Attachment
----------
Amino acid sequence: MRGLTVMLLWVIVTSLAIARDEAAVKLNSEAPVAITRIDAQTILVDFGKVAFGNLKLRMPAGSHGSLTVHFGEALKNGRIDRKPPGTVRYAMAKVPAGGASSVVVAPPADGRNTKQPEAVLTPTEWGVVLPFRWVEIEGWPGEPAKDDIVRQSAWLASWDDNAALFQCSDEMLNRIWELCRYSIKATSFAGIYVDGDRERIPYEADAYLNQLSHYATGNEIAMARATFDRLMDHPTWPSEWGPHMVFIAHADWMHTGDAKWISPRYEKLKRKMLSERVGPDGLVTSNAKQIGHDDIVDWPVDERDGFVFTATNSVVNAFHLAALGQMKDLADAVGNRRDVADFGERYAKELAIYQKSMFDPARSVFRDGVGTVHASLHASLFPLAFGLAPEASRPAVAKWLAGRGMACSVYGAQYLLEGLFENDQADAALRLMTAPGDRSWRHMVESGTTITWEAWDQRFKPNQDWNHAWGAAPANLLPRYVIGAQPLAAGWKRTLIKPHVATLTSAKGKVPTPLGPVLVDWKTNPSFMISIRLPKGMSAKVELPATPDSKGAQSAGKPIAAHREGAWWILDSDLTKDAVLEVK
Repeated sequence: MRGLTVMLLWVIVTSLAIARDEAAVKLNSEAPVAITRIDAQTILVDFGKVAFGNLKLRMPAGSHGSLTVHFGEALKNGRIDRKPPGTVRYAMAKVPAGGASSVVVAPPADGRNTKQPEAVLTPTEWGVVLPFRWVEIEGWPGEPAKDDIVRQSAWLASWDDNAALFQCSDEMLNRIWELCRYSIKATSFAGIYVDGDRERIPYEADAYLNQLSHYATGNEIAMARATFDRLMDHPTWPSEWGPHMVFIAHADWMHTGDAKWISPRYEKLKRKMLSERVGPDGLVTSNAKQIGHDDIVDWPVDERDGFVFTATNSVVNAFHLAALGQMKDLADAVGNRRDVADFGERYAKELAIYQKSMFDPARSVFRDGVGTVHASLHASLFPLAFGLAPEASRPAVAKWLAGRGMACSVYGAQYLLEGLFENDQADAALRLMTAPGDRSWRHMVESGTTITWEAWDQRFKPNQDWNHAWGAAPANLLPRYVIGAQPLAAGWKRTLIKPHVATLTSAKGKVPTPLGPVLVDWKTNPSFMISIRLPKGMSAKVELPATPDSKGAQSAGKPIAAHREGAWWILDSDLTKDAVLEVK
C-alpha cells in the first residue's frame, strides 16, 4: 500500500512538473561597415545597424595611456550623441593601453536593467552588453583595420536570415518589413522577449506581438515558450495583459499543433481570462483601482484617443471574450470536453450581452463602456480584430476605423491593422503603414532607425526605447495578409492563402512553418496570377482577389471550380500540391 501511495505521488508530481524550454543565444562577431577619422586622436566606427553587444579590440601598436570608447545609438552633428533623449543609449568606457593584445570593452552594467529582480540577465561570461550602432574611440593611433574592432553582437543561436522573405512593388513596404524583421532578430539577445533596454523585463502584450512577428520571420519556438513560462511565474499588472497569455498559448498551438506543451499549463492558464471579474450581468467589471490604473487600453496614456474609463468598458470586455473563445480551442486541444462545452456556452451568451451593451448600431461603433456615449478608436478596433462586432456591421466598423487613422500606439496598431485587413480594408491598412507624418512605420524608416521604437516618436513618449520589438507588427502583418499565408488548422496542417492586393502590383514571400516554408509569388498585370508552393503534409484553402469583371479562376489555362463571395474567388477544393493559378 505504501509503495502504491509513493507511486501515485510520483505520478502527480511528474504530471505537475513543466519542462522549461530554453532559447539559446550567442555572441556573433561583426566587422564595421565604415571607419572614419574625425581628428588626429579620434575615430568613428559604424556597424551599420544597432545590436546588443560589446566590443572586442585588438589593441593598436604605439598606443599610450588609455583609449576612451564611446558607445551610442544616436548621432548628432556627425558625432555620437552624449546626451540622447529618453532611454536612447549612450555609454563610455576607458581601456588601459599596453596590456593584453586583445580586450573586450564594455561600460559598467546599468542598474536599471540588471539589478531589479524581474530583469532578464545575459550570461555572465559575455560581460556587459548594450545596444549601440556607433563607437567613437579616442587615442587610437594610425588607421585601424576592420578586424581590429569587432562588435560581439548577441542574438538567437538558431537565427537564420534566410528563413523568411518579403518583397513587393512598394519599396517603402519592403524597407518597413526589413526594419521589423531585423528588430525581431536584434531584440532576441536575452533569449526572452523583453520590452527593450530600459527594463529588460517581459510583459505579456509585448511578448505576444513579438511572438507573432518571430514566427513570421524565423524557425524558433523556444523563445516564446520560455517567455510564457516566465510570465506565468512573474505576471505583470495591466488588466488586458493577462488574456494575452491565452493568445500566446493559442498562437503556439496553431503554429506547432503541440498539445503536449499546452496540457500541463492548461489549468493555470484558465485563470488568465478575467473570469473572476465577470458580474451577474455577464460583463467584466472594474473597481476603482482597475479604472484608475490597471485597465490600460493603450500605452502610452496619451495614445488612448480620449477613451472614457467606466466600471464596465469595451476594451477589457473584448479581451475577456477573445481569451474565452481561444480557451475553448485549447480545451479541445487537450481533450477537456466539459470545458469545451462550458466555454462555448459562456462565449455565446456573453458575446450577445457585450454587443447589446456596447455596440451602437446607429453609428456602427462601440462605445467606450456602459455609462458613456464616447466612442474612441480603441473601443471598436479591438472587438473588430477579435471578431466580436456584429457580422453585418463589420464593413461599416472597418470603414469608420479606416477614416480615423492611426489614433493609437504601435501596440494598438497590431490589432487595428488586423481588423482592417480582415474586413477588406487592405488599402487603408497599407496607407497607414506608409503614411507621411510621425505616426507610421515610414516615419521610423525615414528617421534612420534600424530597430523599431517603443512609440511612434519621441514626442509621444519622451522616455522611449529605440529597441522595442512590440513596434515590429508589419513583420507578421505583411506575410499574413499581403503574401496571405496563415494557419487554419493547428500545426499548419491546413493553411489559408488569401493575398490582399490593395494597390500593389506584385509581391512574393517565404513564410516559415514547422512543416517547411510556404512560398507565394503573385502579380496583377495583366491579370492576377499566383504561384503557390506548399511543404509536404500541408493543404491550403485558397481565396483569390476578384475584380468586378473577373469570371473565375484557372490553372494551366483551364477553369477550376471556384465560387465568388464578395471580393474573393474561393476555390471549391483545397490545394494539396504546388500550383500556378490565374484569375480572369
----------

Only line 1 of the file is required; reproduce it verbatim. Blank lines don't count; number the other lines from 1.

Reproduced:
Amino acid sequence: MRGLTVMLLWVIVTSLAIARDEAAVKLNSEAPVAITRIDAQTILVDFGKVAFGNLKLRMPAGSHGSLTVHFGEALKNGRIDRKPPGTVRYAMAKVPAGGASSVVVAPPADGRNTKQPEAVLTPTEWGVVLPFRWVEIEGWPGEPAKDDIVRQSAWLASWDDNAALFQCSDEMLNRIWELCRYSIKATSFAGIYVDGDRERIPYEADAYLNQLSHYATGNEIAMARATFDRLMDHPTWPSEWGPHMVFIAHADWMHTGDAKWISPRYEKLKRKMLSERVGPDGLVTSNAKQIGHDDIVDWPVDERDGFVFTATNSVVNAFHLAALGQMKDLADAVGNRRDVADFGERYAKELAIYQKSMFDPARSVFRDGVGTVHASLHASLFPLAFGLAPEASRPAVAKWLAGRGMACSVYGAQYLLEGLFENDQADAALRLMTAPGDRSWRHMVESGTTITWEAWDQRFKPNQDWNHAWGAAPANLLPRYVIGAQPLAAGWKRTLIKPHVATLTSAKGKVPTPLGPVLVDWKTNPSFMISIRLPKGMSAKVELPATPDSKGAQSAGKPIAAHREGAWWILDSDLTKDAVLEVK